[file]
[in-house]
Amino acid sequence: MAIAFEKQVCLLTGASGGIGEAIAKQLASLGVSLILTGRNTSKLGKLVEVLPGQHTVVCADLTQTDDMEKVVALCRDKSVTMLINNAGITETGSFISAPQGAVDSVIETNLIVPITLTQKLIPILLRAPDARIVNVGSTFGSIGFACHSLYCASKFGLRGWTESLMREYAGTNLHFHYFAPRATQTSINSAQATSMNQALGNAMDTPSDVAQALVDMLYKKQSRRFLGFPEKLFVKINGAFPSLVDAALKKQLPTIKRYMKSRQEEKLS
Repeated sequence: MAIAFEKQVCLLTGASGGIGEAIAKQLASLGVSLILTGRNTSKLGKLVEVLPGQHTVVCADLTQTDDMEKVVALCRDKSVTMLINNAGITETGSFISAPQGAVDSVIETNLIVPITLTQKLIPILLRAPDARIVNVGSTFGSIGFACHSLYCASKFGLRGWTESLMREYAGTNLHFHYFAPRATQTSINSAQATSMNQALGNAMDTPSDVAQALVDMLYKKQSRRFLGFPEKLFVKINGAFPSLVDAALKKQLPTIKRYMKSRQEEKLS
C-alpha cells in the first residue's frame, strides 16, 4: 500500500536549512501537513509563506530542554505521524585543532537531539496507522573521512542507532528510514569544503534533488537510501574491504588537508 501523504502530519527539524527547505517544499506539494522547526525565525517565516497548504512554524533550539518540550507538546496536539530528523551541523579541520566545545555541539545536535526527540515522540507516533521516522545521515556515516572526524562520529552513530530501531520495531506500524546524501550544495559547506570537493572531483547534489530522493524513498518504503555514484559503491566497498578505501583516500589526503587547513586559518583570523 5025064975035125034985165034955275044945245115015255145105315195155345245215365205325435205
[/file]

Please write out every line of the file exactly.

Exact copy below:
[in-house]
Amino acid sequence: MAIAFEKQVCLLTGASGGIGEAIAKQLASLGVSLILTGRNTSKLGKLVEVLPGQHTVVCADLTQTDDMEKVVALCRDKSVTMLINNAGITETGSFISAPQGAVDSVIETNLIVPITLTQKLIPILLRAPDARIVNVGSTFGSIGFACHSLYCASKFGLRGWTESLMREYAGTNLHFHYFAPRATQTSINSAQATSMNQALGNAMDTPSDVAQALVDMLYKKQSRRFLGFPEKLFVKINGAFPSLVDAALKKQLPTIKRYMKSRQEEKLS
Repeated sequence: MAIAFEKQVCLLTGASGGIGEAIAKQLASLGVSLILTGRNTSKLGKLVEVLPGQHTVVCADLTQTDDMEKVVALCRDKSVTMLINNAGITETGSFISAPQGAVDSVIETNLIVPITLTQKLIPILLRAPDARIVNVGSTFGSIGFACHSLYCASKFGLRGWTESLMREYAGTNLHFHYFAPRATQTSINSAQATSMNQALGNAMDTPSDVAQALVDMLYKKQSRRFLGFPEKLFVKINGAFPSLVDAALKKQLPTIKRYMKSRQEEKLS
C-alpha cells in the first residue's frame, strides 16, 4: 500500500536549512501537513509563506530542554505521524585543532537531539496507522573521512542507532528510514569544503534533488537510501574491504588537508 501523504502530519527539524527547505517544499506539494522547526525565525517565516497548504512554524533550539518540550507538546496536539530528523551541523579541520566545545555541539545536535526527540515522540507516533521516522545521515556515516572526524562520529552513530530501531520495531506500524546524501550544495559547506570537493572531483547534489530522493524513498518504503555514484559503491566497498578505501583516500589526503587547513586559518583570523 5025064975035125034985165034955275044945245115015255145105315195155345245215365205325435205